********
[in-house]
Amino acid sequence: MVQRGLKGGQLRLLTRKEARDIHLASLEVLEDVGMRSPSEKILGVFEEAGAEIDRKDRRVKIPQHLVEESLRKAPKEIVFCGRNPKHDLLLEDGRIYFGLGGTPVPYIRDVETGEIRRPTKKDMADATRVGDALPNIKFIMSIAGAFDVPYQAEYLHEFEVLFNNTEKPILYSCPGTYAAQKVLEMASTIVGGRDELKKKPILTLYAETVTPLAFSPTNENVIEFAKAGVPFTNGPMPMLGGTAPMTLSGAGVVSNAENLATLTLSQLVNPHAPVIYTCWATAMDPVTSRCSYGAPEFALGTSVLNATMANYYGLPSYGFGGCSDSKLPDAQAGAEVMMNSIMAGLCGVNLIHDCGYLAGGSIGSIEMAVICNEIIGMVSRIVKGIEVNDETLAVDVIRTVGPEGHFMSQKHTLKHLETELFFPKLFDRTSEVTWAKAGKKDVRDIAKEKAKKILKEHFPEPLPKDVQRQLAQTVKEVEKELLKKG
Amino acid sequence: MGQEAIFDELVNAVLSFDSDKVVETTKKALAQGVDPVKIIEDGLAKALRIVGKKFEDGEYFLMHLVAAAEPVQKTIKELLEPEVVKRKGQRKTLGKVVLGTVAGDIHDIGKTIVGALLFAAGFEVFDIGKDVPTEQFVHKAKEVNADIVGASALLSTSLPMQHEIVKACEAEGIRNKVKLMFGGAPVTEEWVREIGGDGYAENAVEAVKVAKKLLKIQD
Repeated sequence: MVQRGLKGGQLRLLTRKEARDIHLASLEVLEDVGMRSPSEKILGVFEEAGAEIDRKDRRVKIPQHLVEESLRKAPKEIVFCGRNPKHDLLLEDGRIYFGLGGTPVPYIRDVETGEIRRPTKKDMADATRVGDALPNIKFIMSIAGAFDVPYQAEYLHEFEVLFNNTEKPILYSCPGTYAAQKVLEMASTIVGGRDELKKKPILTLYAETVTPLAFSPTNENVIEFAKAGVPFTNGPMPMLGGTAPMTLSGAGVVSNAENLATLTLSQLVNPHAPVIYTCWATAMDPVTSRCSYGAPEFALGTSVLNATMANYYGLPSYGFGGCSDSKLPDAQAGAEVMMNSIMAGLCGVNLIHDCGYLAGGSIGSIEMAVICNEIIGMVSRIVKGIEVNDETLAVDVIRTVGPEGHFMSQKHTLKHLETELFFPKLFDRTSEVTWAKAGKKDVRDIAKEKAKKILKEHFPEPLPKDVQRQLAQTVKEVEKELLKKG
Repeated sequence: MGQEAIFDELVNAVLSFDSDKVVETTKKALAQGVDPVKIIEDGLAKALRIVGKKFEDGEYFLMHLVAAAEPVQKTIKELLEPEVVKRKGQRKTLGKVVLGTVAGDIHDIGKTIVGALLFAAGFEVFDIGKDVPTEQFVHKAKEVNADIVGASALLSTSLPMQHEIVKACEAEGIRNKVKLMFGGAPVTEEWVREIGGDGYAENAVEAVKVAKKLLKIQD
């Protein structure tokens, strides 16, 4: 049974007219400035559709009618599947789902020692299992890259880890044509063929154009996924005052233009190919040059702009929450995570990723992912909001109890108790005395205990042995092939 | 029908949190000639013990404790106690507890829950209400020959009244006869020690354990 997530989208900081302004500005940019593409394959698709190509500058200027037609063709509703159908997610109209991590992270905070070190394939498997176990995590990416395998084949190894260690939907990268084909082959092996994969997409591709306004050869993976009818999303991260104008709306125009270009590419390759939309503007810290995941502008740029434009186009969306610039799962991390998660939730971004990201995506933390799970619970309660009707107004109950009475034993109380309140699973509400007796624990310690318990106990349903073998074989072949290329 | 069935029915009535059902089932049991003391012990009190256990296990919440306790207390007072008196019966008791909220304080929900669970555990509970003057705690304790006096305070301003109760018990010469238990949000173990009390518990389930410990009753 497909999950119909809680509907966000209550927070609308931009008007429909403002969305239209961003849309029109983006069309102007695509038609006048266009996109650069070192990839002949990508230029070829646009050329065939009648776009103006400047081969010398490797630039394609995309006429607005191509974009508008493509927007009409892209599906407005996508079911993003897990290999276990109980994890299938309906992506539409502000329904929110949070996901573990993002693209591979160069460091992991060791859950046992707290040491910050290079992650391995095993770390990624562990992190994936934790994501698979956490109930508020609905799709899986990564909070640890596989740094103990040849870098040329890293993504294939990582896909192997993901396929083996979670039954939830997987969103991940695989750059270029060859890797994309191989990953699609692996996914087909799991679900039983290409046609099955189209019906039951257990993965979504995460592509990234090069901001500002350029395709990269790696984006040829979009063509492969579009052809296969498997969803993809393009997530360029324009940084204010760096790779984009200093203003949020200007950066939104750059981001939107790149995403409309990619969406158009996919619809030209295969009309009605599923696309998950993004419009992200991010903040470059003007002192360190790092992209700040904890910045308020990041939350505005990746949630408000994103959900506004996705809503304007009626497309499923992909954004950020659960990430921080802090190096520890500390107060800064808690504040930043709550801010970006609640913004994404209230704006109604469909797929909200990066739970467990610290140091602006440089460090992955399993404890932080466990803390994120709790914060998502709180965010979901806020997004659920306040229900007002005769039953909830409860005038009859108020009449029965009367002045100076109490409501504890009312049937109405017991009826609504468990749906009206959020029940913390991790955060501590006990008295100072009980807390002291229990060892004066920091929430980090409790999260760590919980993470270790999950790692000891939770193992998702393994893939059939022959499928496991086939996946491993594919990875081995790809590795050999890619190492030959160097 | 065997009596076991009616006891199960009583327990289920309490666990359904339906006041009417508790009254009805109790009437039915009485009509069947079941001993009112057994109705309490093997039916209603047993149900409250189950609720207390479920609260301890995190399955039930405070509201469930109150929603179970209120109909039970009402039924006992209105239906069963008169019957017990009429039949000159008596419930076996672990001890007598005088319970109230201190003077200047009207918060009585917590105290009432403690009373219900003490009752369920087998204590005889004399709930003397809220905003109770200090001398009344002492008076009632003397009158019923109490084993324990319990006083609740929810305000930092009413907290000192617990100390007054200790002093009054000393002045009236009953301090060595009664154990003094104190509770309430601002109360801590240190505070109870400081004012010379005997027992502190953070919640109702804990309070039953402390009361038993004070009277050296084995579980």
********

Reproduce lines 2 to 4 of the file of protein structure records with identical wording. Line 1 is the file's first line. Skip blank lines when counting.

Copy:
Amino acid sequence: MVQRGLKGGQLRLLTRKEARDIHLASLEVLEDVGMRSPSEKILGVFEEAGAEIDRKDRRVKIPQHLVEESLRKAPKEIVFCGRNPKHDLLLEDGRIYFGLGGTPVPYIRDVETGEIRRPTKKDMADATRVGDALPNIKFIMSIAGAFDVPYQAEYLHEFEVLFNNTEKPILYSCPGTYAAQKVLEMASTIVGGRDELKKKPILTLYAETVTPLAFSPTNENVIEFAKAGVPFTNGPMPMLGGTAPMTLSGAGVVSNAENLATLTLSQLVNPHAPVIYTCWATAMDPVTSRCSYGAPEFALGTSVLNATMANYYGLPSYGFGGCSDSKLPDAQAGAEVMMNSIMAGLCGVNLIHDCGYLAGGSIGSIEMAVICNEIIGMVSRIVKGIEVNDETLAVDVIRTVGPEGHFMSQKHTLKHLETELFFPKLFDRTSEVTWAKAGKKDVRDIAKEKAKKILKEHFPEPLPKDVQRQLAQTVKEVEKELLKKG
Amino acid sequence: MGQEAIFDELVNAVLSFDSDKVVETTKKALAQGVDPVKIIEDGLAKALRIVGKKFEDGEYFLMHLVAAAEPVQKTIKELLEPEVVKRKGQRKTLGKVVLGTVAGDIHDIGKTIVGALLFAAGFEVFDIGKDVPTEQFVHKAKEVNADIVGASALLSTSLPMQHEIVKACEAEGIRNKVKLMFGGAPVTEEWVREIGGDGYAENAVEAVKVAKKLLKIQD
Repeated sequence: MVQRGLKGGQLRLLTRKEARDIHLASLEVLEDVGMRSPSEKILGVFEEAGAEIDRKDRRVKIPQHLVEESLRKAPKEIVFCGRNPKHDLLLEDGRIYFGLGGTPVPYIRDVETGEIRRPTKKDMADATRVGDALPNIKFIMSIAGAFDVPYQAEYLHEFEVLFNNTEKPILYSCPGTYAAQKVLEMASTIVGGRDELKKKPILTLYAETVTPLAFSPTNENVIEFAKAGVPFTNGPMPMLGGTAPMTLSGAGVVSNAENLATLTLSQLVNPHAPVIYTCWATAMDPVTSRCSYGAPEFALGTSVLNATMANYYGLPSYGFGGCSDSKLPDAQAGAEVMMNSIMAGLCGVNLIHDCGYLAGGSIGSIEMAVICNEIIGMVSRIVKGIEVNDETLAVDVIRTVGPEGHFMSQKHTLKHLETELFFPKLFDRTSEVTWAKAGKKDVRDIAKEKAKKILKEHFPEPLPKDVQRQLAQTVKEVEKELLKKG